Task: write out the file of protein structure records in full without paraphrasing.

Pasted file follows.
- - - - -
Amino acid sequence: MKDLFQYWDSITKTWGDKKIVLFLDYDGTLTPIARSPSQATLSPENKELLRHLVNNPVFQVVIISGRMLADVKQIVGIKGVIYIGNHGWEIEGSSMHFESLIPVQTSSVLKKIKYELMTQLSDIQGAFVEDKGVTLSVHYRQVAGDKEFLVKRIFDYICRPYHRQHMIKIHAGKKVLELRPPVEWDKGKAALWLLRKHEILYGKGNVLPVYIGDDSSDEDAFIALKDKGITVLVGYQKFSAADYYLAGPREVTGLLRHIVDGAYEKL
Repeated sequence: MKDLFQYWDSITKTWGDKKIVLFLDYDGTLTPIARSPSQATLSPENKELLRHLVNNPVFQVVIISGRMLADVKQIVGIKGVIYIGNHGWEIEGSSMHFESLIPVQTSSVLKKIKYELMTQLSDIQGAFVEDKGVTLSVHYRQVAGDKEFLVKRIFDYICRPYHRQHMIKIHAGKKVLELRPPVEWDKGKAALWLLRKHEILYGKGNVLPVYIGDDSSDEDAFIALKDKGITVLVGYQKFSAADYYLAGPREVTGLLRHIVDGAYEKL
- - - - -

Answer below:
Amino acid sequence: MKDLFQYWDSITKTWGDKKIVLFLDYDGTLTPIARSPSQATLSPENKELLRHLVNNPVFQVVIISGRMLADVKQIVGIKGVIYIGNHGWEIEGSSMHFESLIPVQTSSVLKKIKYELMTQLSDIQGAFVEDKGVTLSVHYRQVAGDKEFLVKRIFDYICRPYHRQHMIKIHAGKKVLELRPPVEWDKGKAALWLLRKHEILYGKGNVLPVYIGDDSSDEDAFIALKDKGITVLVGYQKFSAADYYLAGPREVTGLLRHIVDGAYEKL
Repeated sequence: MKDLFQYWDSITKTWGDKKIVLFLDYDGTLTPIARSPSQATLSPENKELLRHLVNNPVFQVVIISGRMLADVKQIVGIKGVIYIGNHGWEIEGSSMHFESLIPVQTSSVLKKIKYELMTQLSDIQGAFVEDKGVTLSVHYRQVAGDKEFLVKRIFDYICRPYHRQHMIKIHAGKKVLELRPPVEWDKGKAALWLLRKHEILYGKGNVLPVYIGDDSSDEDAFIALKDKGITVLVGYQKFSAADYYLAGPREVTGLLRHIVDGAYEKL